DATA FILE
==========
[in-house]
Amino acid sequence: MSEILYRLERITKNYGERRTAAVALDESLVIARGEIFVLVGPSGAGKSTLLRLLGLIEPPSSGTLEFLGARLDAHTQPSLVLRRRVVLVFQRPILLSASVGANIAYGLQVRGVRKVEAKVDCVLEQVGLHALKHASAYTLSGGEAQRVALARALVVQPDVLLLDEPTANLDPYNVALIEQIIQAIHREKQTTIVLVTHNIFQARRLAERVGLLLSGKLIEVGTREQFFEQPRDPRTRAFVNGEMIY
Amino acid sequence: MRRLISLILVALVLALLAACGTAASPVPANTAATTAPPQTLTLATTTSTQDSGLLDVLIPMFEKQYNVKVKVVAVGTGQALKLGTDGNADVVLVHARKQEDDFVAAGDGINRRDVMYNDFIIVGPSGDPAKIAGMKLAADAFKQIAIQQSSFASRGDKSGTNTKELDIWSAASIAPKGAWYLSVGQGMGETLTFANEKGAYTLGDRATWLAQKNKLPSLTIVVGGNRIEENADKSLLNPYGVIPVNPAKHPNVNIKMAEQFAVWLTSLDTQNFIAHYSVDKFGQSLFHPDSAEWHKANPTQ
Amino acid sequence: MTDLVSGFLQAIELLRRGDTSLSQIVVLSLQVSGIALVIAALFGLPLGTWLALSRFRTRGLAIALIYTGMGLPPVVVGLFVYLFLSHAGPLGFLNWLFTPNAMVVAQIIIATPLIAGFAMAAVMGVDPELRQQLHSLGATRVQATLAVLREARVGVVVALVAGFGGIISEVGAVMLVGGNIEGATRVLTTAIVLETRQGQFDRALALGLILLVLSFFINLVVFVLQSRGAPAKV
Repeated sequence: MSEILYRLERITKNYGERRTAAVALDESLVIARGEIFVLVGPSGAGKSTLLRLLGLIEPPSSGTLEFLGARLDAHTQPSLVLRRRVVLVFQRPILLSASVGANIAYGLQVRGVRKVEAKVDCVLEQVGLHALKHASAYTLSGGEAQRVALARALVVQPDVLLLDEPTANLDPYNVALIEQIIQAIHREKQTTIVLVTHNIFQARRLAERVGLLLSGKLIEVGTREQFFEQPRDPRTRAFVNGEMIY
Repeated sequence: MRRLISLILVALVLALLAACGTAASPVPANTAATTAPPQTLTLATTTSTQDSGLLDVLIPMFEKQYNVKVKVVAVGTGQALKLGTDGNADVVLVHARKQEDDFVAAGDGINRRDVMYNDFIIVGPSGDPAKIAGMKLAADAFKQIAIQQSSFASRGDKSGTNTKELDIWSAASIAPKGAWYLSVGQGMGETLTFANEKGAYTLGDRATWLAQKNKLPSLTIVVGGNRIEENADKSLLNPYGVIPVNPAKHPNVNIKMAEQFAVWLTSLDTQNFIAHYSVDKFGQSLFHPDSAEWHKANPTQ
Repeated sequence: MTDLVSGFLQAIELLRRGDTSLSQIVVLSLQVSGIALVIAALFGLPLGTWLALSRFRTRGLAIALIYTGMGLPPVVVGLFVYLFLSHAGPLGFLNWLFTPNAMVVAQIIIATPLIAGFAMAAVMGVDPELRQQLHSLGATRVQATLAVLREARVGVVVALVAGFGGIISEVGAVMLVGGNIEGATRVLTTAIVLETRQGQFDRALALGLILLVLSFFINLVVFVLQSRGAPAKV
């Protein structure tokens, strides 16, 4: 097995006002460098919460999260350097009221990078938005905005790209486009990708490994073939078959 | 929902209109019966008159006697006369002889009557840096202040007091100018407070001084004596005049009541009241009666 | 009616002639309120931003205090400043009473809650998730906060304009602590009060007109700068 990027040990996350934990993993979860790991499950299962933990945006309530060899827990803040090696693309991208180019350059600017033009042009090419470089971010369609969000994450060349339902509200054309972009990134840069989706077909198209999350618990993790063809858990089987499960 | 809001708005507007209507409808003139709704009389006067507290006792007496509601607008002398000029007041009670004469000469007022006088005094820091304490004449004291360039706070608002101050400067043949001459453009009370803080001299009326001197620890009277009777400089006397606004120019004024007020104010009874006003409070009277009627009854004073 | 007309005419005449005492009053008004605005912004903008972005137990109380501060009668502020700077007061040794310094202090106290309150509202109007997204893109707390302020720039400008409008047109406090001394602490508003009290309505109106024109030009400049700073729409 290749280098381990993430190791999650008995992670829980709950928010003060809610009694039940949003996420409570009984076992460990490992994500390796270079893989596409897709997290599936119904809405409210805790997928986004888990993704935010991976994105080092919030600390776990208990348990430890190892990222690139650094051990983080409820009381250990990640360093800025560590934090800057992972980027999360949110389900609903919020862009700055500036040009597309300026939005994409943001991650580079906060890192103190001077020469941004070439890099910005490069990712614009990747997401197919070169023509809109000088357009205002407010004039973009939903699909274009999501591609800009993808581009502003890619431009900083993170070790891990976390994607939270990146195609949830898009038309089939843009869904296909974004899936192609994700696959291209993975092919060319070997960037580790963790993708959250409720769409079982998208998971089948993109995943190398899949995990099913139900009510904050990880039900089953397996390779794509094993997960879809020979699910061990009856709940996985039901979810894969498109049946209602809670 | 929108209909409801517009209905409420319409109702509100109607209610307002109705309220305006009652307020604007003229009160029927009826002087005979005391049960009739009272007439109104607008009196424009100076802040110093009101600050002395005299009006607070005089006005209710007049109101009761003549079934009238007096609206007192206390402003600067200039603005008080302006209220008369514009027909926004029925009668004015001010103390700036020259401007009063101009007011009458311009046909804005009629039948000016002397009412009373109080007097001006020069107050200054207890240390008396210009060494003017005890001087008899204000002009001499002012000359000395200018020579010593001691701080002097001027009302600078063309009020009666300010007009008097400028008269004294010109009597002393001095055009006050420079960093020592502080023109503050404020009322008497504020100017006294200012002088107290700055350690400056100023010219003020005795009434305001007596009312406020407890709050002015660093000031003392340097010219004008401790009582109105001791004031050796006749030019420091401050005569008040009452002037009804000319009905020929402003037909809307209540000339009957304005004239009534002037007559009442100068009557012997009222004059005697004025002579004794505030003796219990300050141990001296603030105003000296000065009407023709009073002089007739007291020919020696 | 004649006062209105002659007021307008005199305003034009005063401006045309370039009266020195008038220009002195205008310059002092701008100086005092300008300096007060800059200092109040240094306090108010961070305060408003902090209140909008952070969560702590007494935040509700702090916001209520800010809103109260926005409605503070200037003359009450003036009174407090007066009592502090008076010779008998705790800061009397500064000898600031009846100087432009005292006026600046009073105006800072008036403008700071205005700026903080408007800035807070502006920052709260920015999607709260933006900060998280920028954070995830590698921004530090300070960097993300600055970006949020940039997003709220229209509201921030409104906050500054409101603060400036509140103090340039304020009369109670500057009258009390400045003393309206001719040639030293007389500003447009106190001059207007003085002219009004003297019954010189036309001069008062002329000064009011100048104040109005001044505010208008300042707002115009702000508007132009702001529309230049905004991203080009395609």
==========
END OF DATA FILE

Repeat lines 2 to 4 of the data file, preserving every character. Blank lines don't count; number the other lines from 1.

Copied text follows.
Amino acid sequence: MSEILYRLERITKNYGERRTAAVALDESLVIARGEIFVLVGPSGAGKSTLLRLLGLIEPPSSGTLEFLGARLDAHTQPSLVLRRRVVLVFQRPILLSASVGANIAYGLQVRGVRKVEAKVDCVLEQVGLHALKHASAYTLSGGEAQRVALARALVVQPDVLLLDEPTANLDPYNVALIEQIIQAIHREKQTTIVLVTHNIFQARRLAERVGLLLSGKLIEVGTREQFFEQPRDPRTRAFVNGEMIY
Amino acid sequence: MRRLISLILVALVLALLAACGTAASPVPANTAATTAPPQTLTLATTTSTQDSGLLDVLIPMFEKQYNVKVKVVAVGTGQALKLGTDGNADVVLVHARKQEDDFVAAGDGINRRDVMYNDFIIVGPSGDPAKIAGMKLAADAFKQIAIQQSSFASRGDKSGTNTKELDIWSAASIAPKGAWYLSVGQGMGETLTFANEKGAYTLGDRATWLAQKNKLPSLTIVVGGNRIEENADKSLLNPYGVIPVNPAKHPNVNIKMAEQFAVWLTSLDTQNFIAHYSVDKFGQSLFHPDSAEWHKANPTQ
Amino acid sequence: MTDLVSGFLQAIELLRRGDTSLSQIVVLSLQVSGIALVIAALFGLPLGTWLALSRFRTRGLAIALIYTGMGLPPVVVGLFVYLFLSHAGPLGFLNWLFTPNAMVVAQIIIATPLIAGFAMAAVMGVDPELRQQLHSLGATRVQATLAVLREARVGVVVALVAGFGGIISEVGAVMLVGGNIEGATRVLTTAIVLETRQGQFDRALALGLILLVLSFFINLVVFVLQSRGAPAKV